Financial Ratio Analysis of Starbucks
The operations and performance of a business cannot be ascertained by a mere look at the profit margins that the company presents in its financial reports. Users of financial information require further break-down of this information into more meaningful figures such as financial ratios (Zane, Kane & Marcus, 2004). Financial ratios are essential indicators of a company’s performance financial situation. Financial ratios are calculated from the information provided in a company’s financial reports. These ratios are then used by investors and creditors to evaluate the firm’s financial performance trend against other firms in the industry. The following is a ratio analysis of Starbucks financial statements for the reporting period 2010 and 2011.
The current ratio of a company represents its liquidity at a particular moment. It indicates the firm’s ability to meet its short-term financial obligations. They are particularly important for short-term creditors of the firm as they use the ratio to make well informed decisions about extending their short-term credit facility to the company (Williams, Haka, Bettner & Carcello, 2008). It is computed as follows:
From the computation table below, the current ratio of Starbuck for the financial year 2010 was 1.549, which increased to 1.829 in the financial year 2011. This means that the ability to pay short term debts for the company increased. This is a good indicator for creditors as they prefer high current ratios because it minimizes default risk by the companies. However, the case is opposite for shareholders. Shareholders prefer lower current ratios so that more of the company’s assets are utilized for the growth.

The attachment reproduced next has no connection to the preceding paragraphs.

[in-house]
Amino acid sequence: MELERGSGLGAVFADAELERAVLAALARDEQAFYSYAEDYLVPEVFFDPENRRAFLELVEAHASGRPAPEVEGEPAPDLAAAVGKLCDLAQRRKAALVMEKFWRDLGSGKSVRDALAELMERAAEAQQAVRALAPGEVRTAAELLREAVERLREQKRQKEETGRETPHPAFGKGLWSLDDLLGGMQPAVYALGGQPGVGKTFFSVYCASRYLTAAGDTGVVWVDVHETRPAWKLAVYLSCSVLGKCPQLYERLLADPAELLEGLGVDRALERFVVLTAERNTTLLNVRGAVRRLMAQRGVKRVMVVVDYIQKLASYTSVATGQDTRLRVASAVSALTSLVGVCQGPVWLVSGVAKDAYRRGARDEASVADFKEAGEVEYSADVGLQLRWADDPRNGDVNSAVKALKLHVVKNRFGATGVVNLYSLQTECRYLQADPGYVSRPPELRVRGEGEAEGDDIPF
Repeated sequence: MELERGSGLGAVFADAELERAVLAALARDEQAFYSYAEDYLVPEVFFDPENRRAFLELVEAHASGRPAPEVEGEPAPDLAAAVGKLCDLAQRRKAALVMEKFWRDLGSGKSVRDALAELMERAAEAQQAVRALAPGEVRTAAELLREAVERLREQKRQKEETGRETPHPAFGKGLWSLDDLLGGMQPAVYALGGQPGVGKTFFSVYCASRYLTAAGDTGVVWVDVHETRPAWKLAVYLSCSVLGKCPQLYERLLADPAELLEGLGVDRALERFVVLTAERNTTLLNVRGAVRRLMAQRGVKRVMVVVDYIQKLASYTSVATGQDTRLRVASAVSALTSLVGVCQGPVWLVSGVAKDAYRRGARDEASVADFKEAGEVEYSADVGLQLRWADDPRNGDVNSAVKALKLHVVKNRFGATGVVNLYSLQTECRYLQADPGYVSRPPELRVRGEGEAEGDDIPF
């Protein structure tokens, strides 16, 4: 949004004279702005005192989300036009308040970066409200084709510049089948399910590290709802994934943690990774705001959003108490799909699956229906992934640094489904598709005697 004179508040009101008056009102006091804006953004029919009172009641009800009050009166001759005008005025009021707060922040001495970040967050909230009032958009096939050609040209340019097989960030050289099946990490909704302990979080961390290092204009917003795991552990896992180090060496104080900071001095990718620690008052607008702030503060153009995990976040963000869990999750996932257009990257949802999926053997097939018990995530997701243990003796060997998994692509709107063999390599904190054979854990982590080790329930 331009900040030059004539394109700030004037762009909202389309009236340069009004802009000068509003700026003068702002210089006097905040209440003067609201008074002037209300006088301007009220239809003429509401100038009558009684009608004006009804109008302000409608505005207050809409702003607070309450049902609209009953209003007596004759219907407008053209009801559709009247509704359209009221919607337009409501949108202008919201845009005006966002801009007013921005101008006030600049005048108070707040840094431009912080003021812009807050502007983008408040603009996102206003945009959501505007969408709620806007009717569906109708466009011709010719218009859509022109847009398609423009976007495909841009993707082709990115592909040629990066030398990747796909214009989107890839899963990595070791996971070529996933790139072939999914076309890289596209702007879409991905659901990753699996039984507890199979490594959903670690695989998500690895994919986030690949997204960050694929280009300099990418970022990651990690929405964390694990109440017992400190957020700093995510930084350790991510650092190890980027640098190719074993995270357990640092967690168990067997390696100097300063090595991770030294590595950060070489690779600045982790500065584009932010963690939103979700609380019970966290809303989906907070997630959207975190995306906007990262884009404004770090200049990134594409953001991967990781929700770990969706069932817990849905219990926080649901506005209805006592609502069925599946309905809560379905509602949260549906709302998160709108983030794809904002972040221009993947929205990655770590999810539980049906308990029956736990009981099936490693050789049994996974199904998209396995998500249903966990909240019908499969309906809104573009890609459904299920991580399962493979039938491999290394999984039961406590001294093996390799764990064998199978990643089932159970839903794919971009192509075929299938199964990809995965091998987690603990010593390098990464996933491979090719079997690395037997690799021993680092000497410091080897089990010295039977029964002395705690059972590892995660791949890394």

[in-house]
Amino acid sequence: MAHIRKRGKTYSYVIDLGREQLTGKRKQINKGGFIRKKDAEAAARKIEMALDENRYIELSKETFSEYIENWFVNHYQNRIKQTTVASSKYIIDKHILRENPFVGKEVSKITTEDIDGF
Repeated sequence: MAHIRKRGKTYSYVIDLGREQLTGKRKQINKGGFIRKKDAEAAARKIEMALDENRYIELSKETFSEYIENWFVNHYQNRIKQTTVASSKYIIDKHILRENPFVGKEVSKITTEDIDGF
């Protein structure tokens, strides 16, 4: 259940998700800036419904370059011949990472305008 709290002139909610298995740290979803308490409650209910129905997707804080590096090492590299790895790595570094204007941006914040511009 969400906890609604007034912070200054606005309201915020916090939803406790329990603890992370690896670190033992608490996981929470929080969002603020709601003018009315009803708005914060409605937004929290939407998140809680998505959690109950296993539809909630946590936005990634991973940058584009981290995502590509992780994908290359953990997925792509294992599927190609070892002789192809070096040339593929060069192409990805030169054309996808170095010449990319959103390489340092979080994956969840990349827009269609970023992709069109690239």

Debt ratio is a financial leverage ratio which is used to indicate the long-term solvency of a company. It measures the extent to which a company utilizes its long-term debt (Zane, Kane & Marcus, 2004). It is given by:
The debt ratio of Starbuck decreased from 0.423 in the financial year 2010 to a low of 0.404 in 2011 fiscal year. This means that the firm had increased its assets relative to debt.
Return on Equity
Profitability ratios are used to assess the capability of a firm to generate profits (Williams, Haka, Bettner & Carcello, 2008). ROE is a bottom line measure of the profits earned for each dollar invested in the company’s stock. The ratio is calculated as:
Returns on shareholders’ invested capital for Starbuck increased from 25.7% (0.257) in 2010 to 28.4% (0.284) in the financial year 2011. This means that shareholders' wealth was grown by Starbuck at 2.7 per cent.
Days Receivable Turnover
This ratio is used to evaluate the firm’s management of its accounts receivables. The higher the ratio, the better since it implies that the firm is able to collect its debts on a timely basis or even sooner (Zane, Kane & Marcus, 2004). The ratio is calculated as follows:
Accounts receivable for the company increased from 11 days in 2010 to 13 days in 2011. The turnover is within the expected range since very few receivable days might imply that a firm is giving too large discounts for earlier payments or may have restrictive credit terms.
Zane, B., Kane, A. & Marcus, A.J. (2004).Essentials of Investments, 5th ed. McGraw-Hill Irwin.
Williams, J.R., Haka, S.F., Bettner, M.S. & Carcello, J.V. (2008). Financial & Managerial Accounting. McGraw-Hill Irwin.